What is currently accepted as the proper title for a person from France? Is it still the gender-specific Frenchman/Frenchwoman, or is Frenchperson the new term?
(I use French as just an example, obviously. Same question for English folks)

  • I've personally stuck to using "French person" or "British person" etc. but I have no idea if there's any consensus on that.
    – pavja2
    Commented Jun 6, 2014 at 5:41
  • possible duplicate of Is there a difference between "Frenchmen" and "French men"?
    – njboot
    Commented Jun 6, 2014 at 5:46
  • Ngram shows an increasing usage of 'French person', but 'Frenchman' is still more popular.
    – user66974
    Commented Jun 6, 2014 at 5:53
  • If French is only an example, are you looking for a generic suffix for people from any country. man/men does work with French and English but doesn't work with a lot of nationalities; German, Japan, American etc. It does work with China but I'm not sure if Chinaman/Chinamen is PC anymore.
    – Frank
    Commented Jun 6, 2014 at 6:27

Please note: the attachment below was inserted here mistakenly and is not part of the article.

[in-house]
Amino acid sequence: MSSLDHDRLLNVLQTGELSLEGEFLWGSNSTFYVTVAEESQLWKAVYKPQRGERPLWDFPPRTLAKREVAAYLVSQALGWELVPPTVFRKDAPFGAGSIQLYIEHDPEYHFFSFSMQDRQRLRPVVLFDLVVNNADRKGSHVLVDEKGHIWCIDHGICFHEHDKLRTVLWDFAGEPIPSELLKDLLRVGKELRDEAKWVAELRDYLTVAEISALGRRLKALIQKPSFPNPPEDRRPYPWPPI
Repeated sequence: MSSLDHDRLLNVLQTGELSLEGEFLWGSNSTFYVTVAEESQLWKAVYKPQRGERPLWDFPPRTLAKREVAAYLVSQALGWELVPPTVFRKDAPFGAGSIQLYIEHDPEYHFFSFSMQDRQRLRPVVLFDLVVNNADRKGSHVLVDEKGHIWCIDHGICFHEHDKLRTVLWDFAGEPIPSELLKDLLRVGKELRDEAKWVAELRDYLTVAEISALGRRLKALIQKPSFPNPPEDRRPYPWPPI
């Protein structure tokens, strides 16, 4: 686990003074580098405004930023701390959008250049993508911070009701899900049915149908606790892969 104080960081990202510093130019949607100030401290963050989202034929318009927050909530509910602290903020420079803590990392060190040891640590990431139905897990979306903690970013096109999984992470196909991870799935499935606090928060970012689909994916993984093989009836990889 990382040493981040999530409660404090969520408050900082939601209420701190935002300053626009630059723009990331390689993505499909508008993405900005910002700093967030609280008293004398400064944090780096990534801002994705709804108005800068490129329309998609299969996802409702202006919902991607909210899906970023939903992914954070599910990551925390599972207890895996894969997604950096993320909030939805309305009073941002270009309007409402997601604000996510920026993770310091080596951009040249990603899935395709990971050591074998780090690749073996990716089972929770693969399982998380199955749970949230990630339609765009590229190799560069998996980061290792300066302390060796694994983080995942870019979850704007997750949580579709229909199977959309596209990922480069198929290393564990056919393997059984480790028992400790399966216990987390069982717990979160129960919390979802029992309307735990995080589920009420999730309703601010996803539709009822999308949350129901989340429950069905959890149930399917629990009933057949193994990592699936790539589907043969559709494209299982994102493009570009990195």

• If people are going to start promoting gender-specific designations for ethnicity or nationality, some obvious possibilities are Normen/Norwomen and Germen/Gerwomen. ;-)
    – Erik Kowal
    Commented Jun 6, 2014 at 6:34

2 Answers 2


Frenchman is not gender specific:

1) a native or inhabitant of France

2) a person who is of French descent

However, Frenchman does not = "French man" or "French woman."

"A French person" constitutes the gender neutral form of these.

Use the accepted "Frenchman." To address someone as a "French person" sounds awkward and contrived in my opinion.


It goes against the URL, but have you considered writing Les Français?

  • He is un Français. She is une Française.
    – dangph
    Commented Jan 6, 2015 at 6:59

Your Answer

By clicking “Post Your Answer”, you agree to our terms of service and acknowledge you have read our privacy policy.

Not the answer you're looking for? Browse other questions tagged or ask your own question.